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Week 3 as a Freelance Writer: My First Success

Shortly after my last post about setting goals as a freelance writer, I sold my first article as a freelance writer and acquired my first long-term client.  The sense of accomplishment and joy I felt in being paid for the first time as a professional writer made me feel like a kid on Halloween who just filled his candy bucket to the brim with sugary sweets.  But that excitement soon gave way and logic took over, posing me with the question: what do I do to stay motivated as a business-owner and a freelancer?  I know that losing my momentum would be disastrous for my morale; such is the cost of dealing with constant, resurgent anxiety and depression.  The success of my business and freelancing endeavor would, thus, be dependent on keeping the momentum of work and some modicum of achievement flowing.

Setting my earning goals has been the first part to giving myself a framework to work in.  Freelancers aren’t accountable to a manager or boss; we are our own bosses.  There’s no write-up system, discipline, or threat of being fired if we don’t perform.  We simply don’t work, or our business stagnates.  Having a framework – even a loose one – to work within gives me some aspect of accountability.  “How close am I to my earning goal?” I can ask myself, and track my progress in that way.  If I’m far off from the mark, I’d know I’m failing as a freelancer and that it is time to either step it up or quit.  And I’m no quitter.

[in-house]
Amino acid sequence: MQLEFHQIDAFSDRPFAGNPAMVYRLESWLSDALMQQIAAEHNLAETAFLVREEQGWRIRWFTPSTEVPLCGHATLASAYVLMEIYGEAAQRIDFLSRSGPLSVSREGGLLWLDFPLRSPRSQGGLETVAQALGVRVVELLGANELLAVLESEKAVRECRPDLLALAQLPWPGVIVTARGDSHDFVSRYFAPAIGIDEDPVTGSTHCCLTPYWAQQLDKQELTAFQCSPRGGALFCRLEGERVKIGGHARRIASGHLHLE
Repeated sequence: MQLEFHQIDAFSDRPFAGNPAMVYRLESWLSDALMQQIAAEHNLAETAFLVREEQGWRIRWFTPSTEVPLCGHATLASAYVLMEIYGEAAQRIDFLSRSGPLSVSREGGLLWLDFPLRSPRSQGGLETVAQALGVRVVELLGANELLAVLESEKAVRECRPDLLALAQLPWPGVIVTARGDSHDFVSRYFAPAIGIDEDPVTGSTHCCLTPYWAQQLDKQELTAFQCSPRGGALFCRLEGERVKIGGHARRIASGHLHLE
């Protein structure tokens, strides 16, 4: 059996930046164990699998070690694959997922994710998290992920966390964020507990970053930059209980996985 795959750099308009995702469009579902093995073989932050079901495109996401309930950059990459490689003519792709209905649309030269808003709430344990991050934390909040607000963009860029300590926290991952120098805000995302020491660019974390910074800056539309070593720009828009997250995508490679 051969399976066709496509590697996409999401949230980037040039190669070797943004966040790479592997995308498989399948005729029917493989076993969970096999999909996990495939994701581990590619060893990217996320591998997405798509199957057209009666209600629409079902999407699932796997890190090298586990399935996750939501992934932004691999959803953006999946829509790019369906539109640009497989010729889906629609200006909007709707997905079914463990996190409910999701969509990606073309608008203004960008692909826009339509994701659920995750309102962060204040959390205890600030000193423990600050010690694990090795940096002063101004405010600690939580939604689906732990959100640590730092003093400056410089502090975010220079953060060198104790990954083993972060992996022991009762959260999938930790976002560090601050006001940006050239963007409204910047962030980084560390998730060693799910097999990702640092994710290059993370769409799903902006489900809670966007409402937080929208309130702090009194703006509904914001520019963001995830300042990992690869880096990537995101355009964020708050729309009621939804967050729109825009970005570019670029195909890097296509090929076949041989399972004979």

My client was happy with my work and paid me accordingly, then asked me to write another piece.  He promised me future work if I can continually deliver the same quality and turn-around, which I fully intend to do so.  It’s here that I have to admit I have a personality flaw: I’m horribly afraid of letting down someone who depends on or trusts me.  It’s because of this that I’ve lost many opportunities throughout my life, because my confidence wasn’t up to par with being able to wholeheartedly promise to deliver.  But my client accepting my first piece proved to me more than anyone that being a professional freelance writer is something I can do and is something I can succeed at.

Keeping the Momentum GoingKeeping Up the Momentum

Throughout 27 years of life, I’ve always felt like I had a destiny to do something, but could never pinpoint what that something was.  I finally feel as if I’ve discovered my calling; writing professionally has always been a dream of mine, and far too often I let that dream slip away or gave up on it because it seemed impossible to pursue.  But the little success I’ve had so far is incredibly motivating.  I’ve found myself smiling when I usually don’t, and my attitude’s improved for the better, all because I finally feel like I’m doing what I was meant to.

To that end, I know it’s imperative for me not to let the momentum slow at all.  It’s easy to become complacent when you have no authority to report to, that’s tracking your progress and forcing you to improve.  I am very much my own boss, and that means I need to treat myself as hard as I’d expect a boss to.  I need to constantly push myself to write more, write faster, and write better or else I’ll lose all the momentum I’ve acquired.